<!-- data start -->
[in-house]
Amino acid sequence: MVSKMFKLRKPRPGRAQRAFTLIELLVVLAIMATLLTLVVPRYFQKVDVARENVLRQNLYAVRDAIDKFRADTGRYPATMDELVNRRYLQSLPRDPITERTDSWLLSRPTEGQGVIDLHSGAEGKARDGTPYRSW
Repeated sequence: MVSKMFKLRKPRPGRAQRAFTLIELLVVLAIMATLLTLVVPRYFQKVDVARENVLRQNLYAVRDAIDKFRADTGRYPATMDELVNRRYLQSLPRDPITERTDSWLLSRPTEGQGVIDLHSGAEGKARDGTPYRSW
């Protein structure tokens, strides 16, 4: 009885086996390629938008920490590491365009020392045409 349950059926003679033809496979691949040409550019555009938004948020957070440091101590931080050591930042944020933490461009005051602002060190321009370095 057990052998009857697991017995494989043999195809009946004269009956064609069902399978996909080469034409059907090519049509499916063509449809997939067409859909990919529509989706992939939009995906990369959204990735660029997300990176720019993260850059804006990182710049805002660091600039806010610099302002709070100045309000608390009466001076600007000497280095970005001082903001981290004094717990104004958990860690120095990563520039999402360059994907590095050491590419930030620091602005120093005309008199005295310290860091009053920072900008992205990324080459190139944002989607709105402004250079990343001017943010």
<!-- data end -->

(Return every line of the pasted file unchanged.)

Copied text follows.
[in-house]
Amino acid sequence: MVSKMFKLRKPRPGRAQRAFTLIELLVVLAIMATLLTLVVPRYFQKVDVARENVLRQNLYAVRDAIDKFRADTGRYPATMDELVNRRYLQSLPRDPITERTDSWLLSRPTEGQGVIDLHSGAEGKARDGTPYRSW
Repeated sequence: MVSKMFKLRKPRPGRAQRAFTLIELLVVLAIMATLLTLVVPRYFQKVDVARENVLRQNLYAVRDAIDKFRADTGRYPATMDELVNRRYLQSLPRDPITERTDSWLLSRPTEGQGVIDLHSGAEGKARDGTPYRSW
């Protein structure tokens, strides 16, 4: 009885086996390629938008920490590491365009020392045409 349950059926003679033809496979691949040409550019555009938004948020957070440091101590931080050591930042944020933490461009005051602002060190321009370095 057990052998009857697991017995494989043999195809009946004269009956064609069902399978996909080469034409059907090519049509499916063509449809997939067409859909990919529509989706992939939009995906990369959204990735660029997300990176720019993260850059804006990182710049805002660091600039806010610099302002709070100045309000608390009466001076600007000497280095970005001082903001981290004094717990104004958990860690120095990563520039999402360059994907590095050491590419930030620091602005120093005309008199005295310290860091009053920072900008992205990324080459190139944002989607709105402004250079990343001017943010």